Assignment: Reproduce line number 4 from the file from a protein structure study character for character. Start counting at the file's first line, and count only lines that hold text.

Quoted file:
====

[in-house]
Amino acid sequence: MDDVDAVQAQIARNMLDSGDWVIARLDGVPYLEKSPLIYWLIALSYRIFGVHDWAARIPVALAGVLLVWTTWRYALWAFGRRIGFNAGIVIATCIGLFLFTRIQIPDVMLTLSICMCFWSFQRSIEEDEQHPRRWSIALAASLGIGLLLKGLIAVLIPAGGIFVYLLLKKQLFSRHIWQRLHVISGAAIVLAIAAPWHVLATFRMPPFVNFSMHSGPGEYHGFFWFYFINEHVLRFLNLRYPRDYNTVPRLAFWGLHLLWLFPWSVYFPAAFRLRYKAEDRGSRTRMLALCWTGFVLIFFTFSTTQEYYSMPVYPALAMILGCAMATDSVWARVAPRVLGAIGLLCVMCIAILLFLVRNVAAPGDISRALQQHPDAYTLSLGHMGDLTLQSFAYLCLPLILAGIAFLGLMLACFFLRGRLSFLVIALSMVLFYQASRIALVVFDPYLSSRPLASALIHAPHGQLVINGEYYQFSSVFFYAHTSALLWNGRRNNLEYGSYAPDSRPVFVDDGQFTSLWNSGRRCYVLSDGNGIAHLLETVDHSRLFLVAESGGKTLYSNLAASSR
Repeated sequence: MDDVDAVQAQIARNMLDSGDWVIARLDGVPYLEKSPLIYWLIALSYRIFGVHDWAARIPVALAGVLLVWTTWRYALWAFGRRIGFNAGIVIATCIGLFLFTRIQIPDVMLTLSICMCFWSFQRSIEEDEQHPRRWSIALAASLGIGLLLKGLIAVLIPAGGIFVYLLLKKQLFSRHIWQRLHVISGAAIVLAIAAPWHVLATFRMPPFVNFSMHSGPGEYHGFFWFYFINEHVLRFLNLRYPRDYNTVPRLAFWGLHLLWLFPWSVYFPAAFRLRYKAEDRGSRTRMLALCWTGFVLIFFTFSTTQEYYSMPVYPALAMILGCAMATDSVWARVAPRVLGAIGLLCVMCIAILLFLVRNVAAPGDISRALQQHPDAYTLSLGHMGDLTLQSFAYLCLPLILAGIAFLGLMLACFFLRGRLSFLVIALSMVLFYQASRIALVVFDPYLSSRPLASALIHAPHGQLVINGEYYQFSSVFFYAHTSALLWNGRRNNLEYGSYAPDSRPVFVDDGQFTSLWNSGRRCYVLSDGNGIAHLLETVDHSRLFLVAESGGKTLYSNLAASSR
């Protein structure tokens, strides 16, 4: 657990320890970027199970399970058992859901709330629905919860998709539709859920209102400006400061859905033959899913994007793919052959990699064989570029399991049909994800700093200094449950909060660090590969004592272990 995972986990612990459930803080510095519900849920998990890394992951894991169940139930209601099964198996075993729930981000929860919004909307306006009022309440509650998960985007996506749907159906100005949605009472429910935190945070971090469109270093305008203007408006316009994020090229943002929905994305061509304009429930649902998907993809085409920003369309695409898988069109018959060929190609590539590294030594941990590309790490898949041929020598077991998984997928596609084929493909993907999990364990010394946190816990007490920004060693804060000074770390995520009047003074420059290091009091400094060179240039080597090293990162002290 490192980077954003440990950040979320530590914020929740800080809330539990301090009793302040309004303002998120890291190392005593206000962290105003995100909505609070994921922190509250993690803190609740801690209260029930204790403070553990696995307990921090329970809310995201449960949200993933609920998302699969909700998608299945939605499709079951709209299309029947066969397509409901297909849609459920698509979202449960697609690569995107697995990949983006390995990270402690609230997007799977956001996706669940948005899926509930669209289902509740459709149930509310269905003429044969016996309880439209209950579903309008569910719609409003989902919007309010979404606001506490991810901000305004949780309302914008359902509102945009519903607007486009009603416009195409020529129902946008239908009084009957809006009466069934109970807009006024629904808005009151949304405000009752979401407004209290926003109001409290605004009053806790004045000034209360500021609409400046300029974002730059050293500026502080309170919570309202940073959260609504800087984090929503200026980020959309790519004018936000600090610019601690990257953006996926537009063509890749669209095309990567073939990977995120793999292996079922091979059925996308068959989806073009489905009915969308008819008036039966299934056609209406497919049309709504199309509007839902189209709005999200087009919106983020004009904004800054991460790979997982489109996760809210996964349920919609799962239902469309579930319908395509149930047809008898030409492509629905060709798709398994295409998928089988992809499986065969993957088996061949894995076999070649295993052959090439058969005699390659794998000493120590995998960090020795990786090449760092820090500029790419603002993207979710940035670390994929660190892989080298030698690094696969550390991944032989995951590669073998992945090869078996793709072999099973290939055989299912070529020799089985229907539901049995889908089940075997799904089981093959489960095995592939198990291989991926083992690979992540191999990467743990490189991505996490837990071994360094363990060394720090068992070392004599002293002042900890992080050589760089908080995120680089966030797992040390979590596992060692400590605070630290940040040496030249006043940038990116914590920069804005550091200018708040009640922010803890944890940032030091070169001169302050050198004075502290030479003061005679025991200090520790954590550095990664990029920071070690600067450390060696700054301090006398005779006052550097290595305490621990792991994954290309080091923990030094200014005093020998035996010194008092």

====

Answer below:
């Protein structure tokens, strides 16, 4: 657990320890970027199970399970058992859901709330629905919860998709539709859920209102400006400061859905033959899913994007793919052959990699064989570029399991049909994800700093200094449950909060660090590969004592272990 995972986990612990459930803080510095519900849920998990890394992951894991169940139930209601099964198996075993729930981000929860919004909307306006009022309440509650998960985007996506749907159906100005949605009472429910935190945070971090469109270093305008203007408006316009994020090229943002929905994305061509304009429930649902998907993809085409920003369309695409898988069109018959060929190609590539590294030594941990590309790490898949041929020598077991998984997928596609084929493909993907999990364990010394946190816990007490920004060693804060000074770390995520009047003074420059290091009091400094060179240039080597090293990162002290 490192980077954003440990950040979320530590914020929740800080809330539990301090009793302040309004303002998120890291190392005593206000962290105003995100909505609070994921922190509250993690803190609740801690209260029930204790403070553990696995307990921090329970809310995201449960949200993933609920998302699969909700998608299945939605499709079951709209299309029947066969397509409901297909849609459920698509979202449960697609690569995107697995990949983006390995990270402690609230997007799977956001996706669940948005899926509930669209289902509740459709149930509310269905003429044969016996309880439209209950579903309008569910719609409003989902919007309010979404606001506490991810901000305004949780309302914008359902509102945009519903607007486009009603416009195409020529129902946008239908009084009957809006009466069934109970807009006024629904808005009151949304405000009752979401407004209290926003109001409290605004009053806790004045000034209360500021609409400046300029974002730059050293500026502080309170919570309202940073959260609504800087984090929503200026980020959309790519004018936000600090610019601690990257953006996926537009063509890749669209095309990567073939990977995120793999292996079922091979059925996308068959989806073009489905009915969308008819008036039966299934056609209406497919049309709504199309509007839902189209709005999200087009919106983020004009904004800054991460790979997982489109996760809210996964349920919609799962239902469309579930319908395509149930047809008898030409492509629905060709798709398994295409998928089988992809499986065969993957088996061949894995076999070649295993052959090439058969005699390659794998000493120590995998960090020795990786090449760092820090500029790419603002993207979710940035670390994929660190892989080298030698690094696969550390991944032989995951590669073998992945090869078996793709072999099973290939055989299912070529020799089985229907539901049995889908089940075997799904089981093959489960095995592939198990291989991926083992690979992540191999990467743990490189991505996490837990071994360094363990060394720090068992070392004599002293002042900890992080050589760089908080995120680089966030797992040390979590596992060692400590605070630290940040040496030249006043940038990116914590920069804005550091200018708040009640922010803890944890940032030091070169001169302050050198004075502290030479003061005679025991200090520790954590550095990664990029920071070690600067450390060696700054301090006398005779006052550097290595305490621990792991994954290309080091923990030094200014005093020998035996010194008092």